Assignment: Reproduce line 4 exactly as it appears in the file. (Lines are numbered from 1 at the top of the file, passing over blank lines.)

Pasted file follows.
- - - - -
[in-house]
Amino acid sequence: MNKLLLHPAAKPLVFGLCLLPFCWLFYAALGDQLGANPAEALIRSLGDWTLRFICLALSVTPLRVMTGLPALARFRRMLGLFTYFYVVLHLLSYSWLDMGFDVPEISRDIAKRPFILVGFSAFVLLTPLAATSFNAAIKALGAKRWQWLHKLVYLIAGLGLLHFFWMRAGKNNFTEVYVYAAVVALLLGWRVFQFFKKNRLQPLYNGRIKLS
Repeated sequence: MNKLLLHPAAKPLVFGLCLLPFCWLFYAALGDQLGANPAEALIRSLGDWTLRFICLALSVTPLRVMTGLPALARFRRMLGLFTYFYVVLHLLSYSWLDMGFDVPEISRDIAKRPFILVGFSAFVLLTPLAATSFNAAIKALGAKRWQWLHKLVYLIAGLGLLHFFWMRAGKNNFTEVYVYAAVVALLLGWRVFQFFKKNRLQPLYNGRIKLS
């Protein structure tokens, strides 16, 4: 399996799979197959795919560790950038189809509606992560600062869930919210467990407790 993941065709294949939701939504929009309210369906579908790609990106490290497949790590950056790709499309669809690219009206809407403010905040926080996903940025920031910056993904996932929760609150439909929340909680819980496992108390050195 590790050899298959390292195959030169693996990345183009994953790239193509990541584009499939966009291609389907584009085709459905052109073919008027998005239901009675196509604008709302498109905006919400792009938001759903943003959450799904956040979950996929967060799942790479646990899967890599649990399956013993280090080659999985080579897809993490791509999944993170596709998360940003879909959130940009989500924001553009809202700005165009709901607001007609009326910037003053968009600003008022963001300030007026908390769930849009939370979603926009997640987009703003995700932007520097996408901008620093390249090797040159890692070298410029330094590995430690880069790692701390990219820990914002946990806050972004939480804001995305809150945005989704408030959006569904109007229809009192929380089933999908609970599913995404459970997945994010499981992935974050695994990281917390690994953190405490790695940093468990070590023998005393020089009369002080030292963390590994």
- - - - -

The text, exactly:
């Protein structure tokens, strides 16, 4: 399996799979197959795919560790950038189809509606992560600062869930919210467990407790 993941065709294949939701939504929009309210369906579908790609990106490290497949790590950056790709499309669809690219009206809407403010905040926080996903940025920031910056993904996932929760609150439909929340909680819980496992108390050195 590790050899298959390292195959030169693996990345183009994953790239193509990541584009499939966009291609389907584009085709459905052109073919008027998005239901009675196509604008709302498109905006919400792009938001759903943003959450799904956040979950996929967060799942790479646990899967890599649990399956013993280090080659999985080579897809993490791509999944993170596709998360940003879909959130940009989500924001553009809202700005165009709901607001007609009326910037003053968009600003008022963001300030007026908390769930849009939370979603926009997640987009703003995700932007520097996408901008620093390249090797040159890692070298410029330094590995430690880069790692701390990219820990914002946990806050972004939480804001995305809150945005989704408030959006569904109007229809009192929380089933999908609970599913995404459970997945994010499981992935974050695994990281917390690994953190405490790695940093468990070590023998005393020089009369002080030292963390590994």